2 points
  10. Except those trademarks may be the ONLY thing that they can't sell. Why? 36 U.S. Code § 30905 grants the "Exclusive right to emblems, badges, marks, and words" to Boy Scouts of America ("National") In order for the bankruptcy court to order the sale of the trademarks, the court would have to (in effect) overturn an act of Congress and somehow find 36 U.S. Code § 30905 not binding? Unconstitutional? I do NOT see that happening. What I've said since the beginning is this: National (the corporate entity created by Congress) survives with $0 assets and whatever Congress granted
    2 points
  11. My Council Key-3 hosted a annual review/update. While much of the focus was Council ops, the bankruptcy came up. The Key-3 were somewhat limited in terms of what they could say, but the broad strokes: 1) At least SOME of the plaintiffs lawyers "want us [BSA] dead." That message is coming through loud and clear 2) National's lawyers and the Committee of Councils have put liquidation(s) on the table as a warning/threat and given the TCC/Plaintiff's lawyers two options Option 1: TCC/Plaintiff's lawyers take a restructuring deal that does NOT result in the liquidation/death of BSA a
    2 points
  12. My only wish is that all requirements were in one plain-old-ascii file. Same thing for annual reports.
    2 points
  13. We forget , as Mashmaster notes, it is (or should be) up to the Scout. Not every Scout will earn every award. Life is more than piling up bling. Scoutson earned Eagle. His time in the Troop was spent helping other young Scouts. He was the Totin' Chip Instructor. Had no interest in OA, or Seascouts (he went to Seabase, had his own sailboat, loved canoeing), or Venture Scouts (active in 4H, won awards for Rabbit breeding, earned Diamond 4H Award) , did not want to devote any time to the religious awards (altho he had more than half already accomplished just by "habit" and osmosis). Mom
    2 points
  14. This idea that we're breaking norms or rules by asking for something that will help us out sort of illustrates the problem. If the council's primary focus was on helping units put on a better program then the answer would not be, no, you can't do that. It would be let's figure out how to make this work. @ValleyBoy doesn't want to wait months to get paid back but the council wants to keep records. Okay, settle the accounts at the camporee and write down what was paid for, generate receipts for the accounting system that can be put in the following Monday. If they have enough cash they can finis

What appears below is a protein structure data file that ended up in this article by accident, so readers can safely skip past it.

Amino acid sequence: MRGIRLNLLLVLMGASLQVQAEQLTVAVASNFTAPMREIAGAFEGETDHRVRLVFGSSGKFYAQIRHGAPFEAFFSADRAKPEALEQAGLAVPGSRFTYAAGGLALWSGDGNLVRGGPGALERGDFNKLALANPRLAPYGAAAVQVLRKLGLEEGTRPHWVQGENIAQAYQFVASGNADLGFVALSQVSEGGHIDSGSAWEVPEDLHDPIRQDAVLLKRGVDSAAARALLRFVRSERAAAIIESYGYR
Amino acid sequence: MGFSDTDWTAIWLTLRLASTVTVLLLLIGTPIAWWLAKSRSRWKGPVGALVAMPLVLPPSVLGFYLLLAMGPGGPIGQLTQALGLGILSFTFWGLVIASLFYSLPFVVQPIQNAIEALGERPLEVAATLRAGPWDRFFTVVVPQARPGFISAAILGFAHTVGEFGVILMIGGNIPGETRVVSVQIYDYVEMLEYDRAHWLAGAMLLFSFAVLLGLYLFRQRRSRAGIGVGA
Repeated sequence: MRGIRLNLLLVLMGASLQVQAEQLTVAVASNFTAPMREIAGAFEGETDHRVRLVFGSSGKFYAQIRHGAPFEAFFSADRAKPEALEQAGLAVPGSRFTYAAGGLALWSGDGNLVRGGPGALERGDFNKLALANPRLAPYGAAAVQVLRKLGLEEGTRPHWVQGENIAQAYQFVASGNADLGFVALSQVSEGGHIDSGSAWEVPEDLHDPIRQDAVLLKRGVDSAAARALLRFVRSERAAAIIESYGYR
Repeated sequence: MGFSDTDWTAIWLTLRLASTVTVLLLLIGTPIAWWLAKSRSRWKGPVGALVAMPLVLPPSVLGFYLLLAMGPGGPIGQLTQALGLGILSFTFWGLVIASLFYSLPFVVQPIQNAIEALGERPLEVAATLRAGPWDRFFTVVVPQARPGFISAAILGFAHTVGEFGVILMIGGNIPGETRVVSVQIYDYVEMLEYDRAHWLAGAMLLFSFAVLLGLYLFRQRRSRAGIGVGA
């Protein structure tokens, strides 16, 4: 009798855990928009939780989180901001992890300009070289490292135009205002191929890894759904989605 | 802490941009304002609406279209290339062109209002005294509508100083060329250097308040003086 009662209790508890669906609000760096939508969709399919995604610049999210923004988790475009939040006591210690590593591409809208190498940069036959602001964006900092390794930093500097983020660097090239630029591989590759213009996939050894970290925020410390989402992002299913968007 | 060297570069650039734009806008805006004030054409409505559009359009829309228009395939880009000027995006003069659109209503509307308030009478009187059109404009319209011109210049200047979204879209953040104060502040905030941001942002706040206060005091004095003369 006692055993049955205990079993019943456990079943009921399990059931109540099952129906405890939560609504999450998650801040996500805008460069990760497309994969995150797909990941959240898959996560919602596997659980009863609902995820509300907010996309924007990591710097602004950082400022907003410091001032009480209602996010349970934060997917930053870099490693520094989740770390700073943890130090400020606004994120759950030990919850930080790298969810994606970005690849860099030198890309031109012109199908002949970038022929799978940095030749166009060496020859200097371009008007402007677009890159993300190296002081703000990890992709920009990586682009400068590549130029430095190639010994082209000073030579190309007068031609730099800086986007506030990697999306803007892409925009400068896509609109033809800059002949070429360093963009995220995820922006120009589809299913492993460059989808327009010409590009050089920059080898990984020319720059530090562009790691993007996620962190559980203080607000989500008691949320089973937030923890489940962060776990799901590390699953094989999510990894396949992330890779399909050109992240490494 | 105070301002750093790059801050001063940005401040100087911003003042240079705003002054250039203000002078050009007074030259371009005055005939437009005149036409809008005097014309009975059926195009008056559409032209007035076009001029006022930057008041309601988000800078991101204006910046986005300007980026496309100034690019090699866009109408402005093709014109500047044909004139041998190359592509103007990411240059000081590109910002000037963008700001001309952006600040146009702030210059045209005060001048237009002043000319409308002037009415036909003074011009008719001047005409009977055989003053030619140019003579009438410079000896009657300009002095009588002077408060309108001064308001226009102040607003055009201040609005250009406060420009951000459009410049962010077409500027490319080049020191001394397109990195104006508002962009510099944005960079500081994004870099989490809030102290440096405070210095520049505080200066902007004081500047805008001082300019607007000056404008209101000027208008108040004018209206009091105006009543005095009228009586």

2 points
  15. When I gave my FOS pitches, I always took our DE with me. Most of the parents only saw a pleasant - appearing young man but aso saw the Commissioned Scouters present smiling at him (reflecting their positive experiences). That gave maning to my report on the hours he put in, units he helped form, and units he had helped survivie times of crisis. We led the council all three yeasr in FOS donations, exceeding our "goal" each year.
    2 points
  16. The problem that councils have with any of these sorts of discussions is that it is very difficult for a council to show value to an individual Scout. Scout executives, district executives, and mich of the staff are focused on sustaining the council. The money that a scout pays in terms of fees almost entirely goes to pay for amorphous things like DE salaries or office expenses or depreciation of equipment. Very little of that has any tangible benefit to youth. My recommendation has been that councils need to establish two different parts of their budget. One part pays for is funded by
    2 points
  17. I think what @RememberSchiff is saying is that units never see these numbers until after the fact. The Activity Fee is mandatory vice FOS being voluntary. Some units are lucky in that their members still have money left after the national fee and unit fees to voluntarily give some more. In today's world not so much. Some parents walked away with the $25 extra fee just to join. A 3-5 year projected budget might be helpful but never seen one. With the huge reductions across the board in the BSA, most would want to see a corresponding reduction at their council...not pretty but
    2 points